Our ‘story’ of the Château continues ..
Construction of the Château, which spans the River Cher via a series of graceful arches, began in 1513 for Thomas Bohier, a court minister for King Charles III, although much of the work and design was overseen by his wife, Katherine Briçonnet, the first of several remarkable women who left their mark, (hence the Château’s alternative name, Le Château des Dames – Ladies’ Château) She was responsible for the building of the turreted pavilion over the foundations of an old fortified water mill, and one of the first straight staircases in France.
The property, on which was a fortified castle and mill, originally belonged to the Marques family. The keep, known as the Marques Tower, was left standing ..
From the forecourt .. the formal garden of Catherine de’ Medici (1519-1589), wife of King Henri II …
The main door, sculpted wood and painted, (which I couldn’t capture as there were too many people in the way!) dates back to Francois I, has the King’s salamander on the frame ..
Through the main door, turn left and we enter the Guards’ Room, used by the men-at-arms charged with protecting the royal family. Hanging on the walls is a series of 16th century Flanders tapestries illustrating scenes of daily life in the Château ..
On the floor are the remains of 16th century majolica tiles .. (here again, I was surprised we were able to traipse all over them .. you would think they would be preserved by barriers) ..
The Chapel leads off from the Guards’ Room but it was packed with people – we thought we’d go in on the way out, but we forgot 😦 The Chapel was saved during the French Revolution by the owner at that time, Madame Dupin, who turned it into a wood store. The stained glass windows were destroyed by a bomb in 1944 and were replaced in 1953.
Diane de Poitiers’ bedroom …
Diane de Poitiers (1499-1566) was King Henri II’s ‘favourite lady’ (his mistress!) He donated the Château to her in 1547 and during her stay here she created the formal gardens, most spectacular and modern at that time, and the arched bridge extending over the River Cher from the Château. Interestingly, the fireplace in Diane’s bedroom has Catherine de’ Medici’s portrait above it and the C intertwined, forming a D and a C !! H for Henri alternates ..
.. and these are the tiles on the floor !!! ..
River Cher through Diane’s window ..
From Diane de Poiteirs’ room we reach the Gallery, through a small passage. In 1576 Catherine de’ Medici had a gallery built upon Diane de Poitiers’ bridge. It’s 60 metres long, 6 metres wide with 18 windows and a slate-tile floor. It was opened in 1577 in honor of her son King Henri III and used as a magnificent ballroom.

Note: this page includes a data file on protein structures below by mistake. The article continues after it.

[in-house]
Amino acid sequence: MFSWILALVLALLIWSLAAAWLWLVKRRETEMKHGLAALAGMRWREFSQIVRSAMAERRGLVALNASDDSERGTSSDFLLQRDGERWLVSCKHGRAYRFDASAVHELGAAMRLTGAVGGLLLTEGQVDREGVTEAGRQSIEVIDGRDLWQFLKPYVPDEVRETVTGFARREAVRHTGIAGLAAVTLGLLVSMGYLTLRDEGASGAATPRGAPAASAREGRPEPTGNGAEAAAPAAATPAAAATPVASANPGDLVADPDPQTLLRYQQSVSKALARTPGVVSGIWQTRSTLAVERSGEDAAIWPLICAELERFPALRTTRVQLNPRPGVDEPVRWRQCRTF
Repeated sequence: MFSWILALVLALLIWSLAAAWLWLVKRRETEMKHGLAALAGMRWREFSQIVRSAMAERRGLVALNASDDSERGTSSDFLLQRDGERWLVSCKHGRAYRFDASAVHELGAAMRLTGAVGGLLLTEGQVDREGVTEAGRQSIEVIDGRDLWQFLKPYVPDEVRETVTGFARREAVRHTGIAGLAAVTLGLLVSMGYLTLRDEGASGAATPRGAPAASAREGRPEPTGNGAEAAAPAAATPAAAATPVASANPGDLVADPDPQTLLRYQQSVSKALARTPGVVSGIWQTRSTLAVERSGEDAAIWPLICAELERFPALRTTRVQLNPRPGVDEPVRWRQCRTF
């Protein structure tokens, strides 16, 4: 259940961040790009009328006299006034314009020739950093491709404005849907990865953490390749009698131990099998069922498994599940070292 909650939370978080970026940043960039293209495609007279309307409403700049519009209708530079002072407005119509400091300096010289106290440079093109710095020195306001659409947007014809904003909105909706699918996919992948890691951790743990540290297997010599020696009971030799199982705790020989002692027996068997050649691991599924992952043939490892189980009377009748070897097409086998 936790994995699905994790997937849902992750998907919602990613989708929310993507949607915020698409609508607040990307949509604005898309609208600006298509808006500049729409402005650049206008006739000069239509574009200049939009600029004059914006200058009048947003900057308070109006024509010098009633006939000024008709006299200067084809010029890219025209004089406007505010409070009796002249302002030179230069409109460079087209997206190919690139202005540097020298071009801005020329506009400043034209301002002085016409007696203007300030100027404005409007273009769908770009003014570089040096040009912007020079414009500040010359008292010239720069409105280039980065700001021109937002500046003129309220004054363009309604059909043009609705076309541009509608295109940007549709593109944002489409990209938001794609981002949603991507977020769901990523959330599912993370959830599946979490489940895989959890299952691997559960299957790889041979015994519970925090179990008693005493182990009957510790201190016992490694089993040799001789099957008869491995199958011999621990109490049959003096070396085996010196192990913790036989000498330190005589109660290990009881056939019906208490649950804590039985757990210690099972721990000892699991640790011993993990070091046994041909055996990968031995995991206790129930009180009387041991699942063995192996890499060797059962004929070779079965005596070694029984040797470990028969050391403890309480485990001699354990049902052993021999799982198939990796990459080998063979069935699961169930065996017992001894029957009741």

During WWI Simone Menier was in charge of the hospital installed in the gallery, transformed and equipped at her family’s expense, owners of the Château at the time. (Menier chocolate factory) Over 2000 wounded were looked after here during the war ..
During the WWII, the River Cher corresponded to the line of demarcation, the entrance of the Château being in the German occupied zone. The South door gave access to the left bank making it possible for the Resistance to pass large numbers of people into the free zone.
On our way to Louis XIV’s drawing room, we walked under interesting rib vaults in the hall …
.. decorated tiles on the floor and Renaissance hunting table made of Italian marble ..
Louis XIV’s drawing room … furnished in his memory of his visit to the Château in 1650. Portrait of Louis XIV by Rigaud, was given to the Duke of Vendôme, owner of Chenonceau at that time ..
Renaissance fireplace with Salamander – emblem of Francois I and Queen Claude of France
Catherine de’ Medici’s garden .. through a window ..
Francois I’s drawing room – furnished in his memory – with splendid Renaissance fireplace and 16th century Italian cabinet ..
Two small apartments lead off from Catherine de’ Medici’s room. These are exhibition rooms, one of which overlooks the River Cher, and house complete and varied collections of drawings, engravings and paintings representing the château through the ages ..
From a balcony overlooking the forecourt and Marques Tower ..
Katharine Briçonnet Hall with Audenarde tapesteries from 17th century on the walls and above the doors are marble medallions brought back from Italy by Catherine de’ Medici, with faces of Roman emperors ..
The Five Queens’ bedroom – this bedroom was given the name in memory of Catherine de’ Medici’s two daughters and three daughters-in-law ..
Cesar of Vendôme’s bedroom – (furnished in his memory) son of King Henri IV and Gabrielle d’Estrées, uncle of Louis XIV, who became owner of Chenonceau in 1624 ..
On the second floor is the dark black room of Louise of Lorraine’s bedroom. Guided by the original ceilings, it was possible to rebuild her room, decorated with objects of mourning. After her husband, King Henri III was assassinated in 1589, she retired to Chenonceau and remained here, until she died in 1601, surrounded by a small number of faithful courtiers. She was always dressed in white, according to the protocol for royal mourning ..
On this dark note .. our ‘fairytale’ pauses … … …
… until my next post when we go back out in the sunshine and gardens again 🙂